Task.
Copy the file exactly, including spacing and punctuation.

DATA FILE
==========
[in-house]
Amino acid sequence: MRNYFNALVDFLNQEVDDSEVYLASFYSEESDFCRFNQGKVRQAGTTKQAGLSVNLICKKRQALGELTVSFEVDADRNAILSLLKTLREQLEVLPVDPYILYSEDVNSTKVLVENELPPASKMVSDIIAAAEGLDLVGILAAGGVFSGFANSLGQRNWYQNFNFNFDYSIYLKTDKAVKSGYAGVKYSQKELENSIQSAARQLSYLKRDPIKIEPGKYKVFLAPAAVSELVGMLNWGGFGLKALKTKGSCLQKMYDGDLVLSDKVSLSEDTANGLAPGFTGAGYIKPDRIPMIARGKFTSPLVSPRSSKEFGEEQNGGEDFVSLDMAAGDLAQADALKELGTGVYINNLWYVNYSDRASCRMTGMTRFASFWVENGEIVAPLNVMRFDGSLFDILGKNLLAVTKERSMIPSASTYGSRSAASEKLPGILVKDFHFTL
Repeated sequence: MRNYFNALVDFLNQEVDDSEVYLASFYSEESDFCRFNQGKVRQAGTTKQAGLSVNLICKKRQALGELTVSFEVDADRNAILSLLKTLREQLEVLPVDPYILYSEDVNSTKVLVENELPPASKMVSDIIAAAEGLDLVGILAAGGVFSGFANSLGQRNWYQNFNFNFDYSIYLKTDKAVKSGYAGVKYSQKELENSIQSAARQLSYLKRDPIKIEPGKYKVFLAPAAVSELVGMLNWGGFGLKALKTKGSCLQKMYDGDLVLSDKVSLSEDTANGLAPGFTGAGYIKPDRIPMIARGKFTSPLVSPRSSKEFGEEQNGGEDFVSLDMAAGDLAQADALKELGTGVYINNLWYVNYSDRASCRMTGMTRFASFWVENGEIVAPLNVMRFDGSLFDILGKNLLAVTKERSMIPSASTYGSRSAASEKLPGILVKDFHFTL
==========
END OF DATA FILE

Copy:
[in-house]
Amino acid sequence: MRNYFNALVDFLNQEVDDSEVYLASFYSEESDFCRFNQGKVRQAGTTKQAGLSVNLICKKRQALGELTVSFEVDADRNAILSLLKTLREQLEVLPVDPYILYSEDVNSTKVLVENELPPASKMVSDIIAAAEGLDLVGILAAGGVFSGFANSLGQRNWYQNFNFNFDYSIYLKTDKAVKSGYAGVKYSQKELENSIQSAARQLSYLKRDPIKIEPGKYKVFLAPAAVSELVGMLNWGGFGLKALKTKGSCLQKMYDGDLVLSDKVSLSEDTANGLAPGFTGAGYIKPDRIPMIARGKFTSPLVSPRSSKEFGEEQNGGEDFVSLDMAAGDLAQADALKELGTGVYINNLWYVNYSDRASCRMTGMTRFASFWVENGEIVAPLNVMRFDGSLFDILGKNLLAVTKERSMIPSASTYGSRSAASEKLPGILVKDFHFTL
Repeated sequence: MRNYFNALVDFLNQEVDDSEVYLASFYSEESDFCRFNQGKVRQAGTTKQAGLSVNLICKKRQALGELTVSFEVDADRNAILSLLKTLREQLEVLPVDPYILYSEDVNSTKVLVENELPPASKMVSDIIAAAEGLDLVGILAAGGVFSGFANSLGQRNWYQNFNFNFDYSIYLKTDKAVKSGYAGVKYSQKELENSIQSAARQLSYLKRDPIKIEPGKYKVFLAPAAVSELVGMLNWGGFGLKALKTKGSCLQKMYDGDLVLSDKVSLSEDTANGLAPGFTGAGYIKPDRIPMIARGKFTSPLVSPRSSKEFGEEQNGGEDFVSLDMAAGDLAQADALKELGTGVYINNLWYVNYSDRASCRMTGMTRFASFWVENGEIVAPLNVMRFDGSLFDILGKNLLAVTKERSMIPSASTYGSRSAASEKLPGILVKDFHFTL